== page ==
[Truncated abstract] This thesis explores the risk factors and perinatal outcomes associated with prelabour rupture of membranes, with a particular focus on the environmental context. Prelabour rupture of membranes is defined as the rupture of fetal membranes before the onset of labour. It is a relatively common obstetric endpoint, occurring in approximately 8-10% of pregnant women at term (PROM) and in up to 40% of all preterm deliveries (pPROM). Despite the high prevalence of the condition, the biological mechanisms and risk factors, and in particular the role of environmental predictors, behind the development of PROM and pPROM remain largely unclear. A record-based prevalence design was used to analyse a population of 16,229 nulliparous, Caucasian women residing in Perth, Western Australia who gave birth to a single newborn during 2002-2004. Maternal age, socioeconomic status and threatened preterm labour during pregnancy were identified as risk factors for prelabour rupture of membranes. Term PROM was significantly associated with fetal distress (OR 1.19; 95%CI 1.00-1.43) and post-partum haemorrhage (OR 1.99; 95%CI 1.60-2.48). A number of perinatal complications were observed to be associated with the presentation of preterm PROM, including prolapsed cord (OR 13.95; 95%CI 4.57-42.61), ante-partum haemorrhage (OR 3.29; 95%CI 2.20-4.91), post-partum haemorrhage (OR 2.12; 95%CI 1.54-2.91), low birth weight (OR 17.79; 95%CI 13.87-22.82), very low birth weight (OR 20.01; 95%CI 14.12-28.35) and stillbirth (OR 5.42; 95%CI 2.87-10.21). However, the outcomes were similar between pPROM patients and other preterm deliveries, indicating that the complications arose due to the timing of the delivery. In contrast though, the risk factors between the two outcomes varied which may suggest that a different aetiological pathway exists between preterm PROM and other preterm deliveries. The frequency of complications decreased with increasing gestational age at delivery until the pregnancy reached full-term, whereupon an increase in gestational age at delivery resulted in an increased risk of fetal distress and post-partum haemorrhage. This finding is novel and may have important implications for the management of prelabour rupture of membranes, specifically with regard to the relative risks and benefits of expectant management (that is, the patient is admitted to an obstetric facility or hospital and closely monitored) versus planned delivery. ... This study represents the first attempt to investigate the potential associations between environmental risk factors and prelabour rupture of membranes. The results of the thesis provide a substantial contribution to our knowledge on prelabour rupture of membranes, including findings of direct relevance to clinical practice as well as a potentially contributing environmental exposure pathway. These original findings suggest a possible preventative approach to reducing the occurrence and associated morbidity of prelabour rupture of membranes may be feasible, and should be pursued if future research confirms the preliminary findings of this thesis.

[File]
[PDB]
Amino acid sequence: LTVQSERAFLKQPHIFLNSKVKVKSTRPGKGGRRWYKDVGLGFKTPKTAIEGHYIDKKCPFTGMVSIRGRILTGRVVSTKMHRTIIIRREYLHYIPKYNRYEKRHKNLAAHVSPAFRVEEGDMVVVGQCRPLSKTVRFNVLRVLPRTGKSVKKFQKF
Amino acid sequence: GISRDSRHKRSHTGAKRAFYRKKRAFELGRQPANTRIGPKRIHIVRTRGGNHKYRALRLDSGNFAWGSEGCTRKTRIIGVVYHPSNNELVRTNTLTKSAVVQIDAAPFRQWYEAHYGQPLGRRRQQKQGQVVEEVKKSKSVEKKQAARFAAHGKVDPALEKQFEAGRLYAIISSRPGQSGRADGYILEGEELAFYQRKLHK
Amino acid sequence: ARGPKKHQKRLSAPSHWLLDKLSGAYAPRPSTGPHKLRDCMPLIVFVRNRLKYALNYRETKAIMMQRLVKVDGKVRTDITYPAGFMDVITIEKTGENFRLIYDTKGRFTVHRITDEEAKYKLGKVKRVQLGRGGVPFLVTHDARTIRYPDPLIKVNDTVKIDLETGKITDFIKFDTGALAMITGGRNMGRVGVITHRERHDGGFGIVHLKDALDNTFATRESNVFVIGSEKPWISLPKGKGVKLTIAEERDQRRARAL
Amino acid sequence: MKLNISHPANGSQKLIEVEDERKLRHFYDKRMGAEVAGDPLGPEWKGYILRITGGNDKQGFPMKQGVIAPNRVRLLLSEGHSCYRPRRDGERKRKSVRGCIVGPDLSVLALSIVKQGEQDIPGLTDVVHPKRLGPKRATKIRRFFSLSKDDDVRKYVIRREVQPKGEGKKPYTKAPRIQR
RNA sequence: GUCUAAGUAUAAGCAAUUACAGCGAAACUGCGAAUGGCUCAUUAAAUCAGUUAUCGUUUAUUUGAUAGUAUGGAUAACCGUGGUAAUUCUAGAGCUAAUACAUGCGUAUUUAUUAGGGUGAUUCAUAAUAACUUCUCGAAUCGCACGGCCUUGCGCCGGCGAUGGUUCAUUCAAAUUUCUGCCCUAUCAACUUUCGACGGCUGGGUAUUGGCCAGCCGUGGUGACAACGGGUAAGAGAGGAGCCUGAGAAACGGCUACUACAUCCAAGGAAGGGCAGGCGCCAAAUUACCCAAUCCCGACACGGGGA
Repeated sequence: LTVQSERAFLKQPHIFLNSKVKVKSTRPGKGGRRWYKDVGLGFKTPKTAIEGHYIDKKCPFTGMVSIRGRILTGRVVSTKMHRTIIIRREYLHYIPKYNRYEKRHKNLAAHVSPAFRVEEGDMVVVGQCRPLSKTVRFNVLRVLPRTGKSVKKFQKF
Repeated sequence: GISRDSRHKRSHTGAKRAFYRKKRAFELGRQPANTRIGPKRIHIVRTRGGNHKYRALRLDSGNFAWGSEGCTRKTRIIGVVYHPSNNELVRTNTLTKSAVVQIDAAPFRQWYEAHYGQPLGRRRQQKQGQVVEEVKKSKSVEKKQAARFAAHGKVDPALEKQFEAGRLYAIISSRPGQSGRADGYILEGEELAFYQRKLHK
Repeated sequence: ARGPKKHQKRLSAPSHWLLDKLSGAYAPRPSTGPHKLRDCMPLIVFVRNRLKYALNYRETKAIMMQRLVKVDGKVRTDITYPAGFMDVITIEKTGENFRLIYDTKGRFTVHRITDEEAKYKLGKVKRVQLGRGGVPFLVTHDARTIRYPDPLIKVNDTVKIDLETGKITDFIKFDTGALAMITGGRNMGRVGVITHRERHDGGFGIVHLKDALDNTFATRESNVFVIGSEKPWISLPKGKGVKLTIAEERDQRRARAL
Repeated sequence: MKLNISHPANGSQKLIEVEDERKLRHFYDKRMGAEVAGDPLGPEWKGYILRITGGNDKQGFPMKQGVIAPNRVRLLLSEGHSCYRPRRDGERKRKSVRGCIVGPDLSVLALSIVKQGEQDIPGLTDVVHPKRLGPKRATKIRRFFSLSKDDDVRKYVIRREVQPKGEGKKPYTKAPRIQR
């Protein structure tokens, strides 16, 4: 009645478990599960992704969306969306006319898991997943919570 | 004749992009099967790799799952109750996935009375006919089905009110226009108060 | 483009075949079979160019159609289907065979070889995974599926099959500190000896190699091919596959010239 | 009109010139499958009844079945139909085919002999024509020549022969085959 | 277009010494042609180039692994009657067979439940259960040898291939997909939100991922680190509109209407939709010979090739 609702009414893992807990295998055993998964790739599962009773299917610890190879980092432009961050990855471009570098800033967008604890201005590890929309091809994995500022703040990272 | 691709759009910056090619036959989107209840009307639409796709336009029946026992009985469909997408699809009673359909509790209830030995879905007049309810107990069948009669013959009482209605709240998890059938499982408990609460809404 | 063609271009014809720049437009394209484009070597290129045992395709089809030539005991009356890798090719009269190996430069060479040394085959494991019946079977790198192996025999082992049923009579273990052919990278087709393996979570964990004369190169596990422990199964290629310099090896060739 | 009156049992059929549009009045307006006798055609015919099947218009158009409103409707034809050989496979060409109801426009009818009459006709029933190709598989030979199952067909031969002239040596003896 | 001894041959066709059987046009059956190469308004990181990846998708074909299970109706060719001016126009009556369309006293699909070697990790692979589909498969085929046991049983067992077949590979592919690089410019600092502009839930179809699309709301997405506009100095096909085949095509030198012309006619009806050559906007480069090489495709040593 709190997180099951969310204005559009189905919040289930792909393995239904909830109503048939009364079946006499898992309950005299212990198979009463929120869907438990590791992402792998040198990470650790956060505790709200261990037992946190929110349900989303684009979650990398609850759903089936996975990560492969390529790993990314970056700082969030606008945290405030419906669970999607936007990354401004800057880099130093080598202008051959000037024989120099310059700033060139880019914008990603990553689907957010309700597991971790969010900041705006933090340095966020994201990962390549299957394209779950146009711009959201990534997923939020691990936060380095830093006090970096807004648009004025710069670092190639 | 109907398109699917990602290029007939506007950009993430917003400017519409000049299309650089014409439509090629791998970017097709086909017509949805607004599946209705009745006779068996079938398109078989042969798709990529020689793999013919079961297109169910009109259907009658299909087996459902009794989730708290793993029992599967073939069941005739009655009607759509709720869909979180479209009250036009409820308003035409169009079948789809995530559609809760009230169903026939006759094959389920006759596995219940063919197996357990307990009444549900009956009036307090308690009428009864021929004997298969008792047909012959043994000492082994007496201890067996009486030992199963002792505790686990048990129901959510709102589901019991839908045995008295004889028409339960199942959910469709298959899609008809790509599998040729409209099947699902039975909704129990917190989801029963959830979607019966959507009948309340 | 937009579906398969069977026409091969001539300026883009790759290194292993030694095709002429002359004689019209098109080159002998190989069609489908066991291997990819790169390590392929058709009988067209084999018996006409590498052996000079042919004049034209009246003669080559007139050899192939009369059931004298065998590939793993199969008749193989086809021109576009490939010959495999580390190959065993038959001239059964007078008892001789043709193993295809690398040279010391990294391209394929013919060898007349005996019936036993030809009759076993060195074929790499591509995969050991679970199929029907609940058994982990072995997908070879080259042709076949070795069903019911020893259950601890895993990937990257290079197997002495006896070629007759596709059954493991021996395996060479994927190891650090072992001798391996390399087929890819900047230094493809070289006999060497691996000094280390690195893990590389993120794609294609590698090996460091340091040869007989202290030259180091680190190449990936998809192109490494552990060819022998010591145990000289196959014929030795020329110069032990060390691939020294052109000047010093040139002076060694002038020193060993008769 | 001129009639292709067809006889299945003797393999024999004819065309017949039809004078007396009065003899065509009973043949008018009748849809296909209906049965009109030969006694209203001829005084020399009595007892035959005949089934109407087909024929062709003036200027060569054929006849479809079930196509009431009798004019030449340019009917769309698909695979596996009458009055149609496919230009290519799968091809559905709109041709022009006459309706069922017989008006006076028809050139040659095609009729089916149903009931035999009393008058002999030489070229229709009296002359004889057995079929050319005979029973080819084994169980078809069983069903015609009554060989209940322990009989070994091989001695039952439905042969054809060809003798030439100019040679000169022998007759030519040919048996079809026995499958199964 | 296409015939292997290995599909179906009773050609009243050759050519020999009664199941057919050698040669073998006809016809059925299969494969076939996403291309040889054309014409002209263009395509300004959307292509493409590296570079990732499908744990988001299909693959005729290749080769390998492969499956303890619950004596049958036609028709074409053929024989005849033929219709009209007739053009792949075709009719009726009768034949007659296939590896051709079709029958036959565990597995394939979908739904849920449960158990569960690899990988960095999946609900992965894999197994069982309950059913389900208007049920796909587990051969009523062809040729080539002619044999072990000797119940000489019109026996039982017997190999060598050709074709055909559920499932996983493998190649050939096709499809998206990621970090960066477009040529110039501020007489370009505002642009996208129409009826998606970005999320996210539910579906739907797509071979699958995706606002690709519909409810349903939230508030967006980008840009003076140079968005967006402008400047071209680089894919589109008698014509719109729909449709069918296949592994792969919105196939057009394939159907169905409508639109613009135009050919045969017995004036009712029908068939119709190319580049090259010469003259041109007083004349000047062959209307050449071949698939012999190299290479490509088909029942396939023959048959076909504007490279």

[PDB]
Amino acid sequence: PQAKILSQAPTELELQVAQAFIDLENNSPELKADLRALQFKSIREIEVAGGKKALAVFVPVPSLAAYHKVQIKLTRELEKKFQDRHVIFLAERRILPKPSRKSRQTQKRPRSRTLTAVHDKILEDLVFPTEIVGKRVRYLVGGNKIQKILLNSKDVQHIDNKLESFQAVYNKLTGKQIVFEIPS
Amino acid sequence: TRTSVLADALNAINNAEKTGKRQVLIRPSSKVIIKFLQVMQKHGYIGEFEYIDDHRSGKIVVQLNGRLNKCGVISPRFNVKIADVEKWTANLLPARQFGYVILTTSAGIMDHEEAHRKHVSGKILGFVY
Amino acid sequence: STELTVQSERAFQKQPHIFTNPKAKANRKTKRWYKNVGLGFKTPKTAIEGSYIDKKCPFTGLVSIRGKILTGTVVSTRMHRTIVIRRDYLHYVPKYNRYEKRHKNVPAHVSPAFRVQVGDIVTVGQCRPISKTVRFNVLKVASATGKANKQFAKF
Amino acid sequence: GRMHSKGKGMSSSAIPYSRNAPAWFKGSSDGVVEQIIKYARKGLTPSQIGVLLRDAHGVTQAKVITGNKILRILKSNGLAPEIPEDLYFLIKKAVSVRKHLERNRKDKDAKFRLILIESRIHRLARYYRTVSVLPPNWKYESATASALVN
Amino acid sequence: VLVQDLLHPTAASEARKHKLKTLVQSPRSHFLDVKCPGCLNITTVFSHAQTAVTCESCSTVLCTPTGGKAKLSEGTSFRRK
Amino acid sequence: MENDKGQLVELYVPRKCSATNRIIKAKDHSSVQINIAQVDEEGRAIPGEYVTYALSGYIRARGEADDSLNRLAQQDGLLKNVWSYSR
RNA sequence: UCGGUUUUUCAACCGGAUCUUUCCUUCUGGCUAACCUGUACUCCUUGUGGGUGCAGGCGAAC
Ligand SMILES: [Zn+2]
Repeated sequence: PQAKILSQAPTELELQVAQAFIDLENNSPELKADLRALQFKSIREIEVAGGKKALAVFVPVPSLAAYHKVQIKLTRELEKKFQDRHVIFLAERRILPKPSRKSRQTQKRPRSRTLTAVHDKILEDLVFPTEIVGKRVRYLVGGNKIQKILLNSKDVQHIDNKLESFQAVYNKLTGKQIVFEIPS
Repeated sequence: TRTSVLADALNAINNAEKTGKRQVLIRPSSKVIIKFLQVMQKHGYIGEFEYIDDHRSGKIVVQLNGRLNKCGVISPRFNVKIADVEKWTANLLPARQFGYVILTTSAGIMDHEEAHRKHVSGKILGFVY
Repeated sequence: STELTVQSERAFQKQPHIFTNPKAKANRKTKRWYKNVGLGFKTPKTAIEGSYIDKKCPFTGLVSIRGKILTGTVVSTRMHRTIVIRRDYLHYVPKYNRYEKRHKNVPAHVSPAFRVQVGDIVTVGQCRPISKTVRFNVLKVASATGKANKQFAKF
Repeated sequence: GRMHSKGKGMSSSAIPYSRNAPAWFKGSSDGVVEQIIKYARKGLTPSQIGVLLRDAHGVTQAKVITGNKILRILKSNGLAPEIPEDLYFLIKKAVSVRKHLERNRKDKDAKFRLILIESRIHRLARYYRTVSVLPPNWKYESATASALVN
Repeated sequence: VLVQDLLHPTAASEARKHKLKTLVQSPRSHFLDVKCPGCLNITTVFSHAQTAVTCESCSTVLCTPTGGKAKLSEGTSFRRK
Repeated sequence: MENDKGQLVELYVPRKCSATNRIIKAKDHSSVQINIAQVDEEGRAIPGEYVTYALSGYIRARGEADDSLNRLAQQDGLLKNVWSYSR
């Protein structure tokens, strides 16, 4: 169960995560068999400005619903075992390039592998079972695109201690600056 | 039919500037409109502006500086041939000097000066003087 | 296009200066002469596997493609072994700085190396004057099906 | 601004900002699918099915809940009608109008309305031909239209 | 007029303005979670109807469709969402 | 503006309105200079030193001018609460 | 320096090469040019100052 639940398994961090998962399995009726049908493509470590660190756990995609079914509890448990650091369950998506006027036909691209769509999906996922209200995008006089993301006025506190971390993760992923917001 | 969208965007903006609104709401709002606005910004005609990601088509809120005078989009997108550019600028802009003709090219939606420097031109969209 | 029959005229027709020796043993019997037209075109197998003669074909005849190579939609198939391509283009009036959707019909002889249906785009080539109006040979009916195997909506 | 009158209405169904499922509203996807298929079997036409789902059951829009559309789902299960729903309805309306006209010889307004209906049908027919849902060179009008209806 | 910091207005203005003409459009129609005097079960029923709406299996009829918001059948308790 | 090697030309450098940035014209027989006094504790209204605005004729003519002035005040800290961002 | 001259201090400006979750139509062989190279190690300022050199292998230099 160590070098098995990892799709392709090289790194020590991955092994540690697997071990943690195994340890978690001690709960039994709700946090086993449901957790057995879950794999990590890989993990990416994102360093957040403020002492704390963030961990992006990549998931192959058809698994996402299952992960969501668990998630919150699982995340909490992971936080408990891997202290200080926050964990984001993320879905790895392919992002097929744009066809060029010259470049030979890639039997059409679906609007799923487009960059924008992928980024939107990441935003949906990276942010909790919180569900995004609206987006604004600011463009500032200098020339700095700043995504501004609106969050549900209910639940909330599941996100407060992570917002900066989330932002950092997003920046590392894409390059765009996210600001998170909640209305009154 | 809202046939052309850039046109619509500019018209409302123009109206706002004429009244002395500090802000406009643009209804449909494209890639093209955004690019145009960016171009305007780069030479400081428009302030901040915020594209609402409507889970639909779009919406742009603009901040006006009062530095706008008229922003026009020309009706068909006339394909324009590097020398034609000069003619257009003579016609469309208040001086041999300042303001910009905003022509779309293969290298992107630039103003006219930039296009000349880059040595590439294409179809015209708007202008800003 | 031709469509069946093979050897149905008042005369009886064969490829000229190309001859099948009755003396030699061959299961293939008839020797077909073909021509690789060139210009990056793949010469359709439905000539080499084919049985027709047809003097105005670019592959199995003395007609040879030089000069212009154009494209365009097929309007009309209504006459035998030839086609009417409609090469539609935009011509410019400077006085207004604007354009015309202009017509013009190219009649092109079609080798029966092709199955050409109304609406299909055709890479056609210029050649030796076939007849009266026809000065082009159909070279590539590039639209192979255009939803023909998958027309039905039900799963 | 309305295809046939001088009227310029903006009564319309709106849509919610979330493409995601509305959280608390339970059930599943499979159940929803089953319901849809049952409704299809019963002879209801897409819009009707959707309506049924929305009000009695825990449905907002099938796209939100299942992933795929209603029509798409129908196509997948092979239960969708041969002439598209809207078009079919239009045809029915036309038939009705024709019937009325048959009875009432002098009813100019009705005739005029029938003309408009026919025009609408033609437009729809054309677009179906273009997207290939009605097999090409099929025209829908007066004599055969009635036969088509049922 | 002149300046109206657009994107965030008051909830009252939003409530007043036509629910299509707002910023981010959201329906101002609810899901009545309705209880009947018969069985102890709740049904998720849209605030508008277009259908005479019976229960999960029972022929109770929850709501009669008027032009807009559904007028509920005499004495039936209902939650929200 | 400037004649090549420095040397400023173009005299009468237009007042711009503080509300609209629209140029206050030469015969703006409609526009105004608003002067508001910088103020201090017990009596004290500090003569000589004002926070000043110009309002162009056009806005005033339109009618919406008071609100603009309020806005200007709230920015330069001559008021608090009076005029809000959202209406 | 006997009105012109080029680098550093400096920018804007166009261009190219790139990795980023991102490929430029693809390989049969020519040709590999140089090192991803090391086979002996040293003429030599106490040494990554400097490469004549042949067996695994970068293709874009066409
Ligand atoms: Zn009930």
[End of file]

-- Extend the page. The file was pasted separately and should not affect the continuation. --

|Qualification||Doctor of Philosophy|
|Publication status||Unpublished - 2008|